After leaving the Roadtrek factory last week, we headed east down the St Lawrence, crossed southern Quebec, and entered Maine through a one-man border crossing far up in the hills on Highway 27. We came down the valleys through beautiful fall foliage, heading for the coast, because we wanted to go back to Pleasant River RV Park in Addison, Maine, our favorite place around here.
I wrote the story of how we found this place back in 2008 when I was still working, and how we came back in 2010 after I had retired and we had first started fulltiming. It's a six-spot campground on a tidal river owned by Ward and Harriet Perry. Ward runs lobster traps and has a few other things going – up here there aren't many employment opportunities, so people make their own.
Above a certain size RV park, all these regulations kick in, and nobody is fond of regulations, so it's just six huge campsites spread out over a sloping hillside overlooking the river. The Perrys have loyal customers who come up here year after year, and some spend the whole summer here. When you visit you aren't just blowing through, you're fitting into a community. Everyone is very friendly, and it's fascinating to talk to the locals who have been here for generations.
For some reason I always seem to be here in October, at the tail end of the camping season. It's still above freezing at night, but 60 degrees is a warm day this far north on the coast. There are many day trip opportunities nearby to see the blueberry patches, glacial terrain, and the rugged Maine coast in Acadia National Park just down the road. Growing up in the south I had only read about these things, and it was very enjoyable to meander around and explore. You get a good feeling for how people made a livelihood out of this unique landscape, where farming isn't as easy as it is further south. The sea is where people go to feed their families.
Early every morning when the weather is tolerable, you can see the lobster boats going down the river and out to sea as people do what their fathers and grandfathers did before them – harvest the bounty of the ocean. It's cold, hard, dangerous work, but they are very, very good at it. You have to be to make it back home safely.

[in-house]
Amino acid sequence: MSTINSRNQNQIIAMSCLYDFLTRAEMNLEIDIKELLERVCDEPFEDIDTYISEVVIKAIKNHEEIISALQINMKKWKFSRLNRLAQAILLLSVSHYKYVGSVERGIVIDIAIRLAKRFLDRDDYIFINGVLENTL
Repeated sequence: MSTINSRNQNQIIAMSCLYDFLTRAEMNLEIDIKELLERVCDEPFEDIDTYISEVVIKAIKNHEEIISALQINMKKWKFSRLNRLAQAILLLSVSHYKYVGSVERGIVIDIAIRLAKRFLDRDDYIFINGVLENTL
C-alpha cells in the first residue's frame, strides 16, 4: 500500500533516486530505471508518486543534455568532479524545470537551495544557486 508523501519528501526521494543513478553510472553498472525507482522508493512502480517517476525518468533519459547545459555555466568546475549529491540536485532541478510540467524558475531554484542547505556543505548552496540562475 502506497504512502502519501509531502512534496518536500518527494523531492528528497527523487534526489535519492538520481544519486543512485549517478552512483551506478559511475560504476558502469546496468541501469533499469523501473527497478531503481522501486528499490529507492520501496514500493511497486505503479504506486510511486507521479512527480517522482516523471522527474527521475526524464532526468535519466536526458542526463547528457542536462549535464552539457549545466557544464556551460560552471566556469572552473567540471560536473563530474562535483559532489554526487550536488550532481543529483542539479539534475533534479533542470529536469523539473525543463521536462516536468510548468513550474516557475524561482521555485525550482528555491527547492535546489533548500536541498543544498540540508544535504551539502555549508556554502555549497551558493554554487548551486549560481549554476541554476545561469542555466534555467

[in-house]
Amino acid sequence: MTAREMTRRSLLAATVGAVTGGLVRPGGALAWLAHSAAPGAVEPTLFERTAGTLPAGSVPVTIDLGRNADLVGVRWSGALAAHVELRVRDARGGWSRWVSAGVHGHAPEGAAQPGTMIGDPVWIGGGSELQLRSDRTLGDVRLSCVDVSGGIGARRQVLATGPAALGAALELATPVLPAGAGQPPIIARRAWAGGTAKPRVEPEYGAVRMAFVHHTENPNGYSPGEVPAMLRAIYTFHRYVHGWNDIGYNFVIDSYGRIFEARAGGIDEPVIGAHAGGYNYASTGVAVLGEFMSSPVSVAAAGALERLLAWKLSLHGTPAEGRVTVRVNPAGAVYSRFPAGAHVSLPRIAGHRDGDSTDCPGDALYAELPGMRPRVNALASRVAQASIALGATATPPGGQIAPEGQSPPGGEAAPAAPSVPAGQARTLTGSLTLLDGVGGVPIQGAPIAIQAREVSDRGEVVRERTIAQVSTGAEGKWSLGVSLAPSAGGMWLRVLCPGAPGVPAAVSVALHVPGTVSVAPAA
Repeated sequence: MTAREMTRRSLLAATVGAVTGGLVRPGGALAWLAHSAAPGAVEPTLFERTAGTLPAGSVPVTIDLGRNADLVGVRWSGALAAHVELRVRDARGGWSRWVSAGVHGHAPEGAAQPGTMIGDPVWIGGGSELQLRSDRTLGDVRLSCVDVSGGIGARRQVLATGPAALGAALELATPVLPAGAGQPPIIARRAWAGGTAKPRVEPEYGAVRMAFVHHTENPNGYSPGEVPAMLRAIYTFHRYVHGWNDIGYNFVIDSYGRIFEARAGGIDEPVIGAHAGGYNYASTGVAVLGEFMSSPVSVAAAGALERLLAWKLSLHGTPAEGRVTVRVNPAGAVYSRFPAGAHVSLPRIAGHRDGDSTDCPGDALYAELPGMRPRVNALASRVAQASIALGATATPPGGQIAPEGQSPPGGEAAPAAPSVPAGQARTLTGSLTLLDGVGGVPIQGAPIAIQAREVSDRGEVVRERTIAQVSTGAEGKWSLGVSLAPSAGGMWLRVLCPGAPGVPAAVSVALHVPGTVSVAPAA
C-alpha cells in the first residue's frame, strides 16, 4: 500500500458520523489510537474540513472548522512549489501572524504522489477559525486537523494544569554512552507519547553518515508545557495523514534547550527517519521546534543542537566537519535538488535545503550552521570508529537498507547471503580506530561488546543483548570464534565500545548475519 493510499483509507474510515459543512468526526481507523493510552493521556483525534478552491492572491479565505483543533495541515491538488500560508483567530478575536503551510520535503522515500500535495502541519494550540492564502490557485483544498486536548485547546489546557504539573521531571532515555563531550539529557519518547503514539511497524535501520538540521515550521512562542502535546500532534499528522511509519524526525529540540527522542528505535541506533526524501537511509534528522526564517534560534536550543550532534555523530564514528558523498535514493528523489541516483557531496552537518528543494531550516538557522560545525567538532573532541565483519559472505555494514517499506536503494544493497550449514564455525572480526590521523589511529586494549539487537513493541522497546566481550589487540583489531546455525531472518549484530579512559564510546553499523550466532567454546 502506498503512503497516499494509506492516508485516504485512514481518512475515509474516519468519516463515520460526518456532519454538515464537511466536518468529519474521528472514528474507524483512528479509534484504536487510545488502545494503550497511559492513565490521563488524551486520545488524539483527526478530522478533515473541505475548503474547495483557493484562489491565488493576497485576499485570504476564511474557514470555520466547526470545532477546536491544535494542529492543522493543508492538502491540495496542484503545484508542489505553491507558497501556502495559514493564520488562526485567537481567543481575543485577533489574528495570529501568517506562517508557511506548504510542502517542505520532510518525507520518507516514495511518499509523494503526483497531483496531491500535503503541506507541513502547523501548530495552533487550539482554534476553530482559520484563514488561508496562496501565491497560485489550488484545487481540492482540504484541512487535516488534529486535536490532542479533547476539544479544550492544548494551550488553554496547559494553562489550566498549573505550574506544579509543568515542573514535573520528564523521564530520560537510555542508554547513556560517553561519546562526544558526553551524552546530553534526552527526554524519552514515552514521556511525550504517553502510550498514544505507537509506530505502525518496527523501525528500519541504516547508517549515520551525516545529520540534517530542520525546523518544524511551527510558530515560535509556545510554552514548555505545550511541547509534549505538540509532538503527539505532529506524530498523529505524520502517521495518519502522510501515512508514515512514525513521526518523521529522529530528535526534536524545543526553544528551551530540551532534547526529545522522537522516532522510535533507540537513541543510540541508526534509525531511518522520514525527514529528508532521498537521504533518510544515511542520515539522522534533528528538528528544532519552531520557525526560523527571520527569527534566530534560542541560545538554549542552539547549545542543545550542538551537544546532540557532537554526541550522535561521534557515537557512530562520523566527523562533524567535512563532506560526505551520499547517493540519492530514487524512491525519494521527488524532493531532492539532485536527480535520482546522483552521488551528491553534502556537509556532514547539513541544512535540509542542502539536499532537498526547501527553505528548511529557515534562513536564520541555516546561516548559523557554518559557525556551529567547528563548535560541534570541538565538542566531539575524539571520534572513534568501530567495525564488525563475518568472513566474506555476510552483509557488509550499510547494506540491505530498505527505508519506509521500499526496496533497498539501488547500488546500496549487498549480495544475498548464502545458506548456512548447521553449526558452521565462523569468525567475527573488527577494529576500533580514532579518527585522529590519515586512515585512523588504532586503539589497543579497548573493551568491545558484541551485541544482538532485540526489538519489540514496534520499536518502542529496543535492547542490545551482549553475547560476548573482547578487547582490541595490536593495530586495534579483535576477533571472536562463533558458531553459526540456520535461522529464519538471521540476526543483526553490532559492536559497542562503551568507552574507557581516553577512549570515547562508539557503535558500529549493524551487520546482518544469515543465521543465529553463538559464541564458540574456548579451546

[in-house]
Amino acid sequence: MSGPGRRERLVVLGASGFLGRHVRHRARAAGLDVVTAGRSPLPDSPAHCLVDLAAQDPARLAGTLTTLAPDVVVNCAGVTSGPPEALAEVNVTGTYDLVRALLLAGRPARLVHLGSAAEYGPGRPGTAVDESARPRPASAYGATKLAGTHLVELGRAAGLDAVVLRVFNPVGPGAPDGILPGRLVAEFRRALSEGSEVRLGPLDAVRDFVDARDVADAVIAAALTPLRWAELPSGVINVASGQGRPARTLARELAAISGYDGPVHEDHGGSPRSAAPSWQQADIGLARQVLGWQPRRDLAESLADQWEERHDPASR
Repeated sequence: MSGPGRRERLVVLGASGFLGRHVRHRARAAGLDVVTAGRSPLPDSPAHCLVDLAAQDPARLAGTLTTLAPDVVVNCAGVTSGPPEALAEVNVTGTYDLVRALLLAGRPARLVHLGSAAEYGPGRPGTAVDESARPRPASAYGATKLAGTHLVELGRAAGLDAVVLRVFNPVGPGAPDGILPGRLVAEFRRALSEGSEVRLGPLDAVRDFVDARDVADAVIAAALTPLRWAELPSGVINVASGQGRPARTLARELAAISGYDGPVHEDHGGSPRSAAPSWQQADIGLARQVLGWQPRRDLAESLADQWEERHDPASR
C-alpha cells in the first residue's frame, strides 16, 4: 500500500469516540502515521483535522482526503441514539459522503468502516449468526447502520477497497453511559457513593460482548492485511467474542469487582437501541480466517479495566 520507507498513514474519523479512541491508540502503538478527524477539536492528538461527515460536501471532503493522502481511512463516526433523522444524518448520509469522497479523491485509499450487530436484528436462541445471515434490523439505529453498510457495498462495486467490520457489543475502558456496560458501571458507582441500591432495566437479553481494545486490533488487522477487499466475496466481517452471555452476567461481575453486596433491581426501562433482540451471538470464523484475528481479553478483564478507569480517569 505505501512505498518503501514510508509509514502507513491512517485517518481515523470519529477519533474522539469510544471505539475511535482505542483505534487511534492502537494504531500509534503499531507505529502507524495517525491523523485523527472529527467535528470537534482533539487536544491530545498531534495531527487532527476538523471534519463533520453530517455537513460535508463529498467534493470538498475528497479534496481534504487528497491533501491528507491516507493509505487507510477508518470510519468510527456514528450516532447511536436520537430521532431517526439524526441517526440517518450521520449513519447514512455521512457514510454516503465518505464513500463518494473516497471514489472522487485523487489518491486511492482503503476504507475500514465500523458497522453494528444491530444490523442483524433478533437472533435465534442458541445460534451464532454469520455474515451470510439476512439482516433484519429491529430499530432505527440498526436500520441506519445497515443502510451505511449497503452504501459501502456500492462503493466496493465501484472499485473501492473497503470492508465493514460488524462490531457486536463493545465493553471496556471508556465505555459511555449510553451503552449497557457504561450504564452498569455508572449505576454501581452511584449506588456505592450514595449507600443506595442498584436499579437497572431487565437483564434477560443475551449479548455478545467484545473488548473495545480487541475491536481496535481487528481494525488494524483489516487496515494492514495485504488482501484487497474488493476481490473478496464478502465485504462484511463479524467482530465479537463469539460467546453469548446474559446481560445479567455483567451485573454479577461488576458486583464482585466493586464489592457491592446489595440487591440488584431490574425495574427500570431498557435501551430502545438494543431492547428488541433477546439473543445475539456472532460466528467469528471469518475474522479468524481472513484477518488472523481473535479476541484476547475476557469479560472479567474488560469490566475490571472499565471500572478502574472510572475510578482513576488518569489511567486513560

Ward has his grandfather's lobster permit – number 24. On the roof of his boat (which was also his father's boat) is a hand-carved cedar lobster trap float his grandfather made, with his initials and the permit number carved into it. The only major change in lobster fishing technology in the last hundred years is that the boats are motorized now – everything else is still the same. It's a matter of knowing the sea and where the lobster are.
If the lobster cooperate, you can pick up fresh-off-the boat lobster right here at the campground – Harriet will cook them for you. It was an amazing treat – they taste like no lobster I have ever had before. We are way down at the end of the lobster supply chain where I grew up down south, and what we get is hardshell lobster who have been sitting in a lobster pen or tank for weeks or months. Up here they eat peelers – lobsters that have recently molted, and don't require power tools to get into, but that also don't ship well. You can break the shell with you hands and easily pick out big chunks of delicious lobster meat that tastes like the ocean, not some lobster pen, because a few hours ago it was in the ocean.
It's chilly, but we're all snug in our Roadtrek with the radiant Alde heating system, sitting here looking out over the river. That heated floor sure comes in handy in this weather. Deer wander through the campground, the trees are full of apples, and the lobster boats go out at dawn, just as they always have up here. We have always talked about coming down the East coast in the fall, but usually ended up staying out west until it was almost Thanksgiving and time to head back to Florida for holidays with our families. It took us eight years to get back to Maine, but we made it, and we'll be back again, now that I know what real lobster tastes like.
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